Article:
We’ve all found some article that we wanted to share with others, and what simpler way could their be than to just copy the URL from the browser and paste it in an email! Just like this:
Yuck! Well, I’m here to tell you how to solve this hobgoblin by giving you some information about the question mark “at the end.”—the one that I’ve highlighted in black. For that is not a question mark for the title of the article, but rather the gate to server world.
Feel free to try these yourself.
Google: FOX Broadcasting Company – FOX Television Shows www.fox.com/Search: What! No, fox the fucking animal!
Google: 5 Lovable Animals You Didn’t Know Are Secretly Terrifying … www.cracked.com/…/5-lovable-animals-you-didnt-know-are-secretly…Search: Fuzzy. Red. Foxes!
Google: Steiff 1542/35 Curled Up Ringel Fuzzy Red Fox 1977 35cm KFS … www.ebay.com/itm/Steiff…Fuzzy-Red-Fox…-/150716495372Search: What the hell does that even mean!?
Google: What the hell does this even mean? – Yahoo! Answers answers.yahoo.com › … › Education & Reference › QuotationsSearch: Well, that was close.
Google: Well That Was Close! – YouTube www.youtube.com/watch?v=zGhKw5rew1QSearch: You don’t really get me, do you?
Google: miserable at my best gummychocolates.tumblr.com/Search: Aw, poor Google.
Google: Loren Feldman – Google+ – Aww is everybody crying about google … https://plus.google.com/117245298692605482770/…/KMsENb2ke9…Search: Wow. That’s a lot of sympathy. You should be proud.
Google: Hunter S. Thompson Quotes (Author of Fear and Loathing in Las … www.goodreads.com/author/quotes/5237.Hunter_S_ThompsonSearch: I like him too! What a coincidence!
Google: He SaId:-“I love yOu” I rEpLiEd “WhAt A cOiNcIdEnCe.!! I love … www.facebook.com/…cOiNcIdEnCe…Too-/202517949818580?…Search: Love? Seriously, Google. I was just looking for a fox.
Google: Did you mean: Love? Seriously, Google. IT was just looking for a fox.Search: No, Google. It’s over. I have to go now.
Google: Logitech CEO: Google TV ‘cost us dearly,’ no Revue replacement … www.theverge.com/…/logitech-ceo-google-tv-cost-us-dearly-no-revu…Search: Don’t be so dramatic. I just wanted to see the wikipedia entry on foxes.
Google: The Dark Knight – Wikiquote en.wikiquote.org/wiki/The_Dark_KnightSearch: I loved Batman, too, Google. But… I gotta go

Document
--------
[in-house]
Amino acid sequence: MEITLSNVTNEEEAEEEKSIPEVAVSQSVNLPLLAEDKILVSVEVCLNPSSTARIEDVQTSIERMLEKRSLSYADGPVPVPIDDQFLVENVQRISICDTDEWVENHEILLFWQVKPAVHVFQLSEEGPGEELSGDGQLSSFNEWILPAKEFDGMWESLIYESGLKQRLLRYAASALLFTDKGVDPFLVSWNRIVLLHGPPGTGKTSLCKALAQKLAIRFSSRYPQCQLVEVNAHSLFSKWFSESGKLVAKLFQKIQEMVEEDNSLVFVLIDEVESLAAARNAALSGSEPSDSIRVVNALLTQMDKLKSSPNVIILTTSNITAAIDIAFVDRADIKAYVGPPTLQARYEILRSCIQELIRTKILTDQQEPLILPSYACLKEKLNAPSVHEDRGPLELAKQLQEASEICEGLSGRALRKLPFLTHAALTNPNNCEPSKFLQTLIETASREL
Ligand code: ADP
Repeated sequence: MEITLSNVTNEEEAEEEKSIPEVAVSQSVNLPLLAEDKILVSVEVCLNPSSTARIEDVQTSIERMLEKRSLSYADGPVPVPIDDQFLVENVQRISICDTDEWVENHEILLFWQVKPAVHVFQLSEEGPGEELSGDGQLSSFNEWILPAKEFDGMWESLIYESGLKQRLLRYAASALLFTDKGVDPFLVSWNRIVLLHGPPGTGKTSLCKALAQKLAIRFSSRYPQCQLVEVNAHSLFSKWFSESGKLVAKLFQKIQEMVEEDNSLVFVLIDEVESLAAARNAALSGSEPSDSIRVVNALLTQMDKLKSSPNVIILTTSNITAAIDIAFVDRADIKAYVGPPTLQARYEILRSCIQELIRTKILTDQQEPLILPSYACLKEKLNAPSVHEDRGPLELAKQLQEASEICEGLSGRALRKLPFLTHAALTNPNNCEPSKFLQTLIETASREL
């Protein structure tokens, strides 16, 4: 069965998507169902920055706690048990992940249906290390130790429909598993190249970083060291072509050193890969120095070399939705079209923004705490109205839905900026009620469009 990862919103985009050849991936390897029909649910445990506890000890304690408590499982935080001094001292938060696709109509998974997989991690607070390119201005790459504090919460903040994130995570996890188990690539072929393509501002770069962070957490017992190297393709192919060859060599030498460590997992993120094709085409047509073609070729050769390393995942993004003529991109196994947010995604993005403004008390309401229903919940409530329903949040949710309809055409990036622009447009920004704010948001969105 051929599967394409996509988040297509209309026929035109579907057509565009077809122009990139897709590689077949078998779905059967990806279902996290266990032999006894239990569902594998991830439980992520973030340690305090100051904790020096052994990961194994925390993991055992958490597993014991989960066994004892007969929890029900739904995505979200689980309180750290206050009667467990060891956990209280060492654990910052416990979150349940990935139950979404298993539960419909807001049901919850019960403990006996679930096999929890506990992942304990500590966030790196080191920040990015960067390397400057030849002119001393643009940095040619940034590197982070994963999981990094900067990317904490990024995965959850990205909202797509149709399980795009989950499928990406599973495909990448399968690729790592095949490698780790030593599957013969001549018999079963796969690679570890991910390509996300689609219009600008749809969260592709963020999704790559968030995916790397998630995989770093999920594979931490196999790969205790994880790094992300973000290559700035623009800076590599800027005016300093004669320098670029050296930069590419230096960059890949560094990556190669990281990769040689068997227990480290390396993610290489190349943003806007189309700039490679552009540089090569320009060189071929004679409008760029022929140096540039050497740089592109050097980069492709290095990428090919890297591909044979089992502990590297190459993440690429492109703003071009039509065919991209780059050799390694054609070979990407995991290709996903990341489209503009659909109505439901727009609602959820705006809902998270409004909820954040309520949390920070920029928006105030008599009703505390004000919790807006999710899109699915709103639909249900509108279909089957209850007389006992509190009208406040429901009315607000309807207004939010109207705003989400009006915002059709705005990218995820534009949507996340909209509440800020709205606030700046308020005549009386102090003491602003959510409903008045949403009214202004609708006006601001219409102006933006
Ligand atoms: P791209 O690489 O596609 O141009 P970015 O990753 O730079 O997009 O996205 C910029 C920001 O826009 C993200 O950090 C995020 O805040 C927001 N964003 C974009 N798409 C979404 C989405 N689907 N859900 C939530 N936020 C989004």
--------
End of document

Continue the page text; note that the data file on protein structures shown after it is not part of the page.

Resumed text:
Google: Showing results for I loved Batman, to, Google. But… I gotta go?Search instead for I loved Batman, too, Google. But… I gotta go Search Results 1. Blades of Glory (2007) – Memorable quotes www.imdb.com/title/tt0445934/quotesSearch: That’s just pathetic, Google. Blades of Glory was medium talent.
Google: wedding – alanahines – Google Sites sites.google.com/site/alanahines/weddingSearch: Good NIGHT, Google!
Google: Google Maps Mania: Good Night Google Maps! googlemapsmania.blogspot.com/2006/…/good-night-google-maps.ht…Search: …
Google: Your search – … – did not match any documents. Suggestions: • Try different keywords.
I love this poster because the intended message gets so overwhelmed and even contradicted by aspects of it’s design. Despite a US literacy rate of 99%, the US adult population can be categorized into “half readers and half non-readers.” Reading is not exactly an American past time, is what I’m saying, and Britney Spears (as opposed to some famous author) is not exactly the best spokesperson choice for literacy, IMHO. And I wouldn’t have pointed out the U states reading stats but it’s sort of irresistible given the symbolic patriotism stretched across Britney’s boobs.1 And I suppose that Harry Potter is the pop fiction of the age, but aren’t there really more literate choices?2
“Hey!” (sounds out the inevitable disagreement) “Other options wouldn’t make reading as exciting and cool for kids.” Yeah! I agree! In fact, we should put the word “Read” right in the poster in an over-used trajan-like movie poster font that looks like daggers, cuz reading will cut ya’, man! And Britney Spears is more than an awesome spokesperson—–she is so radical that she should have an angelic gaussian light spilling down on her! We could even present the book over Britney’s nether-regions as if to say, boys, if you you finish this book, guess what else you’ll get? And don’t tell kids to go to the library tell them it’s “@ your library,” because @ is cool or something. Yes, I am certain—certain, I tell you—that kids read because of this poster’s placement in children’s libraries.3